06:29 GMT18 June 2021
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    In Japan, robots have many functions, whether performing as sexual partners or helping the elderly – or, hell, both – but now SoftBank’s humanoid robot, “Pepper,” has taken on an unprecedented role: a Buddhist priest that can be hired for funerals.

    Pepper was exhibited on Wednesday at the Life Ending Industry Expo, a funeral industry fair in Tokyo, where the bot chanted sutras in a computerized voice while beating a drum, Raw Story reported. 

    The chanting software was written by plastic molding manufacturer Nissei Eco Co., and was introduced by SoftBank, a multinational telecommunications and Internet corporation, in 2014.

    The average cost of a funeral in Japan can be as high as $26,000, according to 2008 data from Japan's Consumer Association, and human priests are a pretty significant chunk, costing as much as almost $2,200. With Japan's aging population, Pepper could be a cheaper alternative to human priests at only $450 per funeral.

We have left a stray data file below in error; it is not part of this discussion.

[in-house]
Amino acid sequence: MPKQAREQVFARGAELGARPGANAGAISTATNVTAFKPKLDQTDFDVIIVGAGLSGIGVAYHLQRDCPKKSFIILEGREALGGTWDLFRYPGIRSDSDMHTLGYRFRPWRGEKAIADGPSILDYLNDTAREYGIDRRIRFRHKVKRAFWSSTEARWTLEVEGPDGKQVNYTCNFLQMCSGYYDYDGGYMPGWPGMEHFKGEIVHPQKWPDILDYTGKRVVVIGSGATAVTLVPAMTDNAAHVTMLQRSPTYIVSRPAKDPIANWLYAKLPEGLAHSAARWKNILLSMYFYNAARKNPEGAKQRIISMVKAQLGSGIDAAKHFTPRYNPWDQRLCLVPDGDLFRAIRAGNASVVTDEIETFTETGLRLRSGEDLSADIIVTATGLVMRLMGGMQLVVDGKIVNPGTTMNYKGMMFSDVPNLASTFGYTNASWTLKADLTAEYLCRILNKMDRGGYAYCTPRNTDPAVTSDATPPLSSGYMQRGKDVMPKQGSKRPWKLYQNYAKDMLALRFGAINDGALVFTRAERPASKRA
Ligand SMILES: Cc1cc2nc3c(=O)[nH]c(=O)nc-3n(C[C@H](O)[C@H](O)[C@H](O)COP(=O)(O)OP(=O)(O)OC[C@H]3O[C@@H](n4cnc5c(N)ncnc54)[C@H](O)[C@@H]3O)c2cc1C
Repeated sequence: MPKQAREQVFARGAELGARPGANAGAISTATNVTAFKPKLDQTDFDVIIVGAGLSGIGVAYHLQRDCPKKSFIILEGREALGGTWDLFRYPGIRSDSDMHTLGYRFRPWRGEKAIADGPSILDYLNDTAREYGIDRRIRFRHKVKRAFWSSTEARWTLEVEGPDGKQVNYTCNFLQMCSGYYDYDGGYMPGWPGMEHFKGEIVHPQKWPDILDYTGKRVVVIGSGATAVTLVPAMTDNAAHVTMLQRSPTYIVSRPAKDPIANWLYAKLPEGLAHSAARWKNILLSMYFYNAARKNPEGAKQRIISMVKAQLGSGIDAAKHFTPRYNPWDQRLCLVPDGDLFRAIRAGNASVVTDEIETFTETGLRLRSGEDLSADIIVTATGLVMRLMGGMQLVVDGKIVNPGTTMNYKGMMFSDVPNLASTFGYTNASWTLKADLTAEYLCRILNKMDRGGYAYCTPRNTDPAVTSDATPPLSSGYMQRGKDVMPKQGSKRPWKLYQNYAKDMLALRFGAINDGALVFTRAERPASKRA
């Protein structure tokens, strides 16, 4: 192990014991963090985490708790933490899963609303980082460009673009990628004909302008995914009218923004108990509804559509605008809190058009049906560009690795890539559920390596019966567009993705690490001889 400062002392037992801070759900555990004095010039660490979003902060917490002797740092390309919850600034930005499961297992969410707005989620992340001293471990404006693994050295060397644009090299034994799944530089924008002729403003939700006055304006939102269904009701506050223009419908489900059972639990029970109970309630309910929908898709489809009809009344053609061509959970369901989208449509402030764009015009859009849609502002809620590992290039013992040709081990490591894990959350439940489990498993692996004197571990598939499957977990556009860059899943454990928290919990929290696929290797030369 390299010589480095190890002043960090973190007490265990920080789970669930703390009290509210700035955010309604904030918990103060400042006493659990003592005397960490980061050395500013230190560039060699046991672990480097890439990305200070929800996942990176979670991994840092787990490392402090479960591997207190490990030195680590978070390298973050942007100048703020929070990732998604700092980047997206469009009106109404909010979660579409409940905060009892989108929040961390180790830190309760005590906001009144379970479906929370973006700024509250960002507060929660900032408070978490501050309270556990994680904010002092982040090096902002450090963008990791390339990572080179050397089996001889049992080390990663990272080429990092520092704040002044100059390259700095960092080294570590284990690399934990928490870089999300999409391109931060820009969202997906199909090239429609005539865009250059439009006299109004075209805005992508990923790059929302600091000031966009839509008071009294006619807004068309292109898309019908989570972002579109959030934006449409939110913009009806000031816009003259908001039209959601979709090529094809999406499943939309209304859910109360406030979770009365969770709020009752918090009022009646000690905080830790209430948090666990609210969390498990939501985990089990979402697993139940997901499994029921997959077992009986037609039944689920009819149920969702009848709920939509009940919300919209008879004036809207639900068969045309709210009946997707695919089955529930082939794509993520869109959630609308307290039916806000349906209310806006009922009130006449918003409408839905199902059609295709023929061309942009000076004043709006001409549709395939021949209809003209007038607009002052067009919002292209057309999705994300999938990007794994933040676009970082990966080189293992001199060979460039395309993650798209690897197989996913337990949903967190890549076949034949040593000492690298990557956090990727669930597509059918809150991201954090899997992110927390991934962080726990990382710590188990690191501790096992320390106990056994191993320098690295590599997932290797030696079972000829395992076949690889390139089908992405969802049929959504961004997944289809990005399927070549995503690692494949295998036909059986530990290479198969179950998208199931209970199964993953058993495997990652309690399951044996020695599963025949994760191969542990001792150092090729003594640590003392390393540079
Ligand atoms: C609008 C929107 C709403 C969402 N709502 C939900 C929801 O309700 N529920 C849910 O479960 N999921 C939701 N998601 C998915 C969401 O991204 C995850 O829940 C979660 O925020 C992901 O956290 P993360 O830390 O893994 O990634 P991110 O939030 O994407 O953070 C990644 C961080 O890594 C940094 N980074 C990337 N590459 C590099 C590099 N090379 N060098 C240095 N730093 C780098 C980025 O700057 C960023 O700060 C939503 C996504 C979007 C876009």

Funeral arrangers even have the option to dress Pepper in a Buddhist robe and live-stream the ceremony for people to view online.

    Buddhist priest Tetsugi Matsuo attended the expo, saying that he wanted to see for himself if Pepper could "impart the ‘heart' aspect to a machine because the ‘heart' is the foundation of religion."

    The robot has not yet been hired to conduct a funeral. However, Pepper robots are widely commercially available in Japan and are freakishly good at detecting basic human emotions like joy, sadness, anger and surprise.

    One of the first adopters of Pepper, Tomomi Ota, explained how she feels the humanoid has become a part of her family. 

    "Obviously there are hundreds of Peppers just like this one. And I suppose they all have similar characters. There's a personality that exists only in this Pepper. And I feel this Pepper's personality is somehow connected to me," Ota said.

    Japan has actually turned to robots as the solution to lots of its problems. The country has been struggling with a population decline over the last few years because people just aren't having enough babies. The population is expected to fall from 128 million people to fewer 100 million by 2050, so roboticists are working very hard to create perfect humanoids who talk and walk even more like humans to maintain a certain quality of life in Japan, CBS news reported.


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    priest, Pepper, robot, Buddhist monk, funeral, Japan
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